Raynaud's Phenomenon of the Nipple May Cause Painful Breastfeeding

Laurie Barclay, MD

April 09, 2004

April 9, 2004 — Raynaud's phenomenon of the nipple is a treatable cause of painful breastfeeding, according to a series of 12 cases reported in the April issue of Pediatrics.

"Raynaud's phenomenon is now felt to be common, affecting up to 20% of women of childbearing age," write Jane E. Anderson, MD, from the University of California at San Francisco, and colleagues. "Raynaud's phenomenon has been reported to affect the nipples of breastfeeding mothers and is recognized by many lactation experts as a treatable cause of painful breastfeeding."

This case series consists of 12 women who breastfed 14 infants. All were seen in one pediatric practice and one lactation consultation center in San Francisco, California, within the past three years, and 11 women were seen between June 2002 and May 2003.

Breastfeeding was extremely painful in all women, with symptoms brought on by cold temperatures and associated with nipple blanching followed by cyanosis and/or erythema. Six of the 12 mothers had experienced similar symptoms during pregnancy, and three mothers reported a history of breast surgery.

Experienced lactation counselors evaluated 10 of the 12 mothers and determined that these symptoms were not due to inappropriate breastfeeding techniques. Before the correct diagnosis was made, eight of the 12 mothers and their infants received multiple courses of antifungal therapy for presumed Candida albicans infection without relief.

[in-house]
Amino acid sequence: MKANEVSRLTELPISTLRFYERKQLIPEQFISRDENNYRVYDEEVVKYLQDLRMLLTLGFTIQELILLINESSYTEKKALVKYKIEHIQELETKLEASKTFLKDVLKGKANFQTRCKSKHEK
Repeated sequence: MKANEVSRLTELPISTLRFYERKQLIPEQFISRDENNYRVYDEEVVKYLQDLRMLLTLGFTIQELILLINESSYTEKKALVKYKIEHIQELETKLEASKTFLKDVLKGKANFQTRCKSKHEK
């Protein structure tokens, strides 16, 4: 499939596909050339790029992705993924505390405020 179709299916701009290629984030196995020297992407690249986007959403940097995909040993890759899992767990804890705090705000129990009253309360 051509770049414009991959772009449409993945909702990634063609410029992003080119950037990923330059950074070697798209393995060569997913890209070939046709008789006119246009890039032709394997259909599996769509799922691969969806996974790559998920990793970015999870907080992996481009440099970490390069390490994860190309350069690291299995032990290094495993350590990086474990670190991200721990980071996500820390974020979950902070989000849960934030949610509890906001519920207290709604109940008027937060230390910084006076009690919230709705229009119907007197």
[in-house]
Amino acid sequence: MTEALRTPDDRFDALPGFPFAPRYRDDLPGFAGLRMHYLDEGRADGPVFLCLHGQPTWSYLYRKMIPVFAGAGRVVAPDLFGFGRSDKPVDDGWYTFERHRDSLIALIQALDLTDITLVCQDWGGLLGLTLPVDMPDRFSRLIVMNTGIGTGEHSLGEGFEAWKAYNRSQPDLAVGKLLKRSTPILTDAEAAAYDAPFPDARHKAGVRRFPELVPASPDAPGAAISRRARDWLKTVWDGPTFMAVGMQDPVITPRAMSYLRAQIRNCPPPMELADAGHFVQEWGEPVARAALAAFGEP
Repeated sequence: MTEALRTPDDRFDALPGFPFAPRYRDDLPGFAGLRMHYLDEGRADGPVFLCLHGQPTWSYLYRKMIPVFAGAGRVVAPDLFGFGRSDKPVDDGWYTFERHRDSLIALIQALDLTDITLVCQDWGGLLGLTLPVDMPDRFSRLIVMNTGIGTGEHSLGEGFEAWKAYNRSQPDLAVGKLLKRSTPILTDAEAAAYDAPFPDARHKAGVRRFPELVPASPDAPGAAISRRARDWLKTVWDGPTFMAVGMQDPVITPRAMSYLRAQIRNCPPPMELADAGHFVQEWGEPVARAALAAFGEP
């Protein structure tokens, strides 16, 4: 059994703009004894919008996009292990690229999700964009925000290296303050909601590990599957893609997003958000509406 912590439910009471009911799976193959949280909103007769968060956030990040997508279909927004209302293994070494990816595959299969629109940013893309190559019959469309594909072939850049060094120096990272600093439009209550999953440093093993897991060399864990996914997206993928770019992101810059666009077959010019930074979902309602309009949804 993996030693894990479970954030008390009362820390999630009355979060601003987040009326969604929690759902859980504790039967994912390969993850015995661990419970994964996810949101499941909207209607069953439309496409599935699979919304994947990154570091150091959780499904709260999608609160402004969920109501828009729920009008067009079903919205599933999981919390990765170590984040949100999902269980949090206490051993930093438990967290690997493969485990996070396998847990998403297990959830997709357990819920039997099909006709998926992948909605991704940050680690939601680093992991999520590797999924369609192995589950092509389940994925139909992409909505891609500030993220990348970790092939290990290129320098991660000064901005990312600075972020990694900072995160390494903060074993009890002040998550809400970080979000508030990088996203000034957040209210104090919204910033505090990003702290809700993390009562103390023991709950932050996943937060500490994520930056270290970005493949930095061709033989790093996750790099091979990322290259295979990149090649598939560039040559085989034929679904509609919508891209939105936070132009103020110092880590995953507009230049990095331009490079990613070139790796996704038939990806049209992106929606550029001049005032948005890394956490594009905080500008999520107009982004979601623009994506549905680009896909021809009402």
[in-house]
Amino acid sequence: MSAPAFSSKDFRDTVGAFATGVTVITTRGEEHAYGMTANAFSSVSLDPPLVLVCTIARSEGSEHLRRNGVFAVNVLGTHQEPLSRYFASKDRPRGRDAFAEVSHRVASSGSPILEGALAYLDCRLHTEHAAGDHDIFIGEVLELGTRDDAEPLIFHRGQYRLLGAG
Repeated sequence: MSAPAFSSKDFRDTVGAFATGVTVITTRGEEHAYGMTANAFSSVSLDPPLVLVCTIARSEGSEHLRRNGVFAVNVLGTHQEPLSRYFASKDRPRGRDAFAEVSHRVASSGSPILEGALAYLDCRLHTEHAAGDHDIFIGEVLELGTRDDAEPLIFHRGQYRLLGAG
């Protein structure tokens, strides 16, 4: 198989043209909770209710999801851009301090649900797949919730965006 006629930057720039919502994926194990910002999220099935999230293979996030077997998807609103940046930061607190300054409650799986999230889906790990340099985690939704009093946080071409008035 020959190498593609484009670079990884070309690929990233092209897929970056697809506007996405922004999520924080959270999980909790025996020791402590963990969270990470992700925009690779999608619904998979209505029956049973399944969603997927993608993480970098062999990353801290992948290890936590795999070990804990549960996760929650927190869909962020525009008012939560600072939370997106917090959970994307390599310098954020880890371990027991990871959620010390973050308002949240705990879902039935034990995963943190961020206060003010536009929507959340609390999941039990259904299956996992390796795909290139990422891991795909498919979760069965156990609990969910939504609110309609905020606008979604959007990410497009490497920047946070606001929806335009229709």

"Treatment options include methods to prevent or decrease cold exposure, avoidance of vasoconstrictive drugs/nicotine that could precipitate symptoms, and pharmacologic measures," the authors write. "Because most women with painful breastfeeding require immediate relief of the pain to continue breastfeeding successfully, it is important to offer a treatment plan that will alleviate the pain quickly."

The authors recommend nifedipine, a calcium channel blocker and vasodilator used to treat Raynaud's phenomenon, because it is effective and because very little of the medication can be found in breast milk.

All six mothers who chose to use nifedipine had prompt relief of pain, and one mother developed adverse effects. Other treatment options include aerobic exercise, biofeedback, calcium and magnesium supplementation, and use of evening primrose oil and fish oil.

"Pediatricians and lactation consultants should be aware of this treatable cause of painful breastfeeding and should specifically question their patients, because most mothers will not provide this information to the breastfeeding consultant," the authors write. "Prompt treatment will allow mothers to continue to breastfeed pain-free while avoiding unnecessary antifungal therapy."

Pediatrics. 2004;113:e360-e364

Reviewed by Gary D. Vogin, MD


Comments on Medscape are moderated and should be professional in tone and on topic. You must declare any conflicts of interest related to your comments and responses. Please see our Commenting Guide for further information. We reserve the right to remove posts at our sole discretion.